“What does your journal look like?” one of my class participants asked. She was putting away her own carefully crafted art journal filled with delightful patterns and colors that she had copied from magazines.
“Your journal would have exquisite artwork on every page, with beautiful handwriting in lovely colors. And the whole book would be perfect–no mistakes. You’ve been journaling a long time,” the participant said with the joy that comes right before the bubble pops.
Silently, I handed her my journal. It has a water-stained front cover and the elastic is over-stretched. She opened it, and gasped, involuntarily. She had opened it on a page in pencil, with an ugly sketch of a thing that might be a butterfly, maybe a moth, surrounded in what might be tire tracks.
She looked at me in real doubt. I was the teacher here? She flipped to another page. A drawing done diagonally across two pages, with a not particularly good illustration of a hand reaching up to find a pen on a table.
The participant looked at me with pity. “This is yours? Is it recent?” She was horrified. How could the instructor in a class have a journal that was so. . . ugly?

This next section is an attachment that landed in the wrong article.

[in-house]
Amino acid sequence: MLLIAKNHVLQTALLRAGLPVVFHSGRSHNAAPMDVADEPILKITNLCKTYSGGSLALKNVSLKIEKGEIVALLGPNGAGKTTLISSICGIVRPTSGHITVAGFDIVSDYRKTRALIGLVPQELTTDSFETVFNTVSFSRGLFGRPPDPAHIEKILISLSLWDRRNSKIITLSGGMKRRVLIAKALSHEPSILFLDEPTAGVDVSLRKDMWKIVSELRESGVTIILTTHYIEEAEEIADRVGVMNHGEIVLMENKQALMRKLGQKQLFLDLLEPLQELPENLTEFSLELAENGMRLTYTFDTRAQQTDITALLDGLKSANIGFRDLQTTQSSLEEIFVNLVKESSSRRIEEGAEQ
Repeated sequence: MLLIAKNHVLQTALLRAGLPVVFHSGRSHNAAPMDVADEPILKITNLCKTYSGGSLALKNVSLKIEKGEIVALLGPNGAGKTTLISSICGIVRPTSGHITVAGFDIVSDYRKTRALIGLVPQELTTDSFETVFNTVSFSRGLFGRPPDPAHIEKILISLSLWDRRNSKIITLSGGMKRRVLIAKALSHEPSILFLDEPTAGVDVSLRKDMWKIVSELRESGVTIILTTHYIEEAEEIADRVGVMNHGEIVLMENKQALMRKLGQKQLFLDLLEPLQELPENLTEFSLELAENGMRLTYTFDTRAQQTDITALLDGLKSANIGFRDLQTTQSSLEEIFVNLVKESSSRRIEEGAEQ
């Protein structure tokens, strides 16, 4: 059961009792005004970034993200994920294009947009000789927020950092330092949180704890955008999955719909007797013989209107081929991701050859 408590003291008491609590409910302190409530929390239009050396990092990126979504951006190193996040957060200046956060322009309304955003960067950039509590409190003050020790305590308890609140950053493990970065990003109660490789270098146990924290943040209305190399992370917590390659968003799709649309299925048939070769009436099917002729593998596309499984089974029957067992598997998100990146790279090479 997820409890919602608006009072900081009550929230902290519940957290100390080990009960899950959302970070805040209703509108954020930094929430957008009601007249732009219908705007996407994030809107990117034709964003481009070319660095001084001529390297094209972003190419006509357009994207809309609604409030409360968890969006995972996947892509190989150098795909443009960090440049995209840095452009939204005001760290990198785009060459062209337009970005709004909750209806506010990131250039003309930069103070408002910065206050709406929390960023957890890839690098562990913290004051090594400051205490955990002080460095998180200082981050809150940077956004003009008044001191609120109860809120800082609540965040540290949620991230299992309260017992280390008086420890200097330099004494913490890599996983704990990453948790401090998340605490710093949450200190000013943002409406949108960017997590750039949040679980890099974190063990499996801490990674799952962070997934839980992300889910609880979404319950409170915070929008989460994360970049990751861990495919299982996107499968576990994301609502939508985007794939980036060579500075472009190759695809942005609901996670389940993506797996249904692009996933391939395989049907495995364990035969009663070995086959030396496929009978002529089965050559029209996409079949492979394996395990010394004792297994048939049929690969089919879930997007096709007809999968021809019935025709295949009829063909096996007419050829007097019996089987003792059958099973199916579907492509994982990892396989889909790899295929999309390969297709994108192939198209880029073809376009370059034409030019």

The class had gathered and I held up the ugly butterfly page. “When I saw this butterfly done in repoussé and chased on a pendant, I loved the Asian feel it had. When I drew it, as an illustration, it was flat, missing the raised element of the repoussé and the deep outlining of chasing. The Asian influence came from the technique, not the illustration, and I didn’t understand that until I did the drawing. Had I added shading and definition, added a frame, it would have looked like the pendant.
“Why didn’t you?” Another participant asked.
“I learned all I need to learn from what I had drawn,” I said. “Having learned it, I noted it on the page and then could move on.”
“And the . . .hand?” another participant asked.
“Hands are hard to draw, but this was not about the hand. This was about breaking the page–creating an artificial edge with a diagonal line across the page. Elizabeth Perry is an expert at it. I was not, so I practiced, and gave myself a chance to copy my own hand at the same time.”
My journals are not little artworks ready for framing. My journals are explorations on translating what I see into a flat surface. My journal is about experimenting and failing, and knowing why I failed. My journals are about experimenting and succeeding and knowing why it worked this time. Some pages have instructions for an idea, some a diagram that makes sense only to me. Some pages are beautiful, some are not. My journals are my work, my thoughts, my ideas, and they are not perfect. They can be a mess on the way to pretty good. And that’s why my journals make me indescribably happy.